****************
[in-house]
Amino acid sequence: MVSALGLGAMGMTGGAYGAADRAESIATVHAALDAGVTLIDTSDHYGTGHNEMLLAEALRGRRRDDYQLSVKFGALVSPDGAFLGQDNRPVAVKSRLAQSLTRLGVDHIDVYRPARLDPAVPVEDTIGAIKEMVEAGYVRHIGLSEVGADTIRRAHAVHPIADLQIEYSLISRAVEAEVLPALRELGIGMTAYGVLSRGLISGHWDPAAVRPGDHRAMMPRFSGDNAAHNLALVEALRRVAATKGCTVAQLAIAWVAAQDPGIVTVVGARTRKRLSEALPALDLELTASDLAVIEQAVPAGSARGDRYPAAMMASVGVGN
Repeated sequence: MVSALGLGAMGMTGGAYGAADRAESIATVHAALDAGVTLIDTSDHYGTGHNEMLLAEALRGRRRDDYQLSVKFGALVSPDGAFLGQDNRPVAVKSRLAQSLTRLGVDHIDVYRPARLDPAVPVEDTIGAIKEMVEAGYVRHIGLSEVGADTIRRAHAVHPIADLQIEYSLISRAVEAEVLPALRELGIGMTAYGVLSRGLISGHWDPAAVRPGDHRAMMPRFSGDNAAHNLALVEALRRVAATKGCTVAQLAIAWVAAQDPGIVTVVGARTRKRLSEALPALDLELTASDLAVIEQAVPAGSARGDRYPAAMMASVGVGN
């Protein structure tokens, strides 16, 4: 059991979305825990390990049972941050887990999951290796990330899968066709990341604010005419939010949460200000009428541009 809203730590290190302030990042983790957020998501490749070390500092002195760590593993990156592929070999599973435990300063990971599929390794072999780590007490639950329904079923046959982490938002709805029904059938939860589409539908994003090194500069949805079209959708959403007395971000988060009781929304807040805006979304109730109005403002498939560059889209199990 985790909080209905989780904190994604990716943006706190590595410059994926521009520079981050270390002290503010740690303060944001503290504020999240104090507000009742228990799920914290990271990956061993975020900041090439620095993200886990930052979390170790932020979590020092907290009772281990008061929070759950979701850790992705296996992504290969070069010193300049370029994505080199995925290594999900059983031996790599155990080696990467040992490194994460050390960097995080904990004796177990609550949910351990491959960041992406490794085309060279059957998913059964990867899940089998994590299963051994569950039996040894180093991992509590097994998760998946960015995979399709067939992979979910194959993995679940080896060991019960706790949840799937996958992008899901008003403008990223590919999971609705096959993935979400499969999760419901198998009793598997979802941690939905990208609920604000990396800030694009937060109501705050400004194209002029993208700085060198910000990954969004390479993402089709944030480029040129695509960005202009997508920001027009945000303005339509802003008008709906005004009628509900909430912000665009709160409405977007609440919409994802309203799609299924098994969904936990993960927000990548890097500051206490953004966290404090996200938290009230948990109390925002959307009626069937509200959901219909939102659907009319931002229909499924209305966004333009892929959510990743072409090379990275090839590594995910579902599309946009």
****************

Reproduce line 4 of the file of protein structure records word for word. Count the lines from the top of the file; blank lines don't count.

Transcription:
């Protein structure tokens, strides 16, 4: 059991979305825990390990049972941050887990999951290796990330899968066709990341604010005419939010949460200000009428541009 809203730590290190302030990042983790957020998501490749070390500092002195760590593993990156592929070999599973435990300063990971599929390794072999780590007490639950329904079923046959982490938002709805029904059938939860589409539908994003090194500069949805079209959708959403007395971000988060009781929304807040805006979304109730109005403002498939560059889209199990 985790909080209905989780904190994604990716943006706190590595410059994926521009520079981050270390002290503010740690303060944001503290504020999240104090507000009742228990799920914290990271990956061993975020900041090439620095993200886990930052979390170790932020979590020092907290009772281990008061929070759950979701850790992705296996992504290969070069010193300049370029994505080199995925290594999900059983031996790599155990080696990467040992490194994460050390960097995080904990004796177990609550949910351990491959960041992406490794085309060279059957998913059964990867899940089998994590299963051994569950039996040894180093991992509590097994998760998946960015995979399709067939992979979910194959993995679940080896060991019960706790949840799937996958992008899901008003403008990223590919999971609705096959993935979400499969999760419901198998009793598997979802941690939905990208609920604000990396800030694009937060109501705050400004194209002029993208700085060198910000990954969004390479993402089709944030480029040129695509960005202009997508920001027009945000303005339509802003008008709906005004009628509900909430912000665009709160409405977007609440919409994802309203799609299924098994969904936990993960927000990548890097500051206490953004966290404090996200938290009230948990109390925002959307009626069937509200959901219909939102659907009319931002229909499924209305966004333009892929959510990743072409090379990275090839590594995910579902599309946009």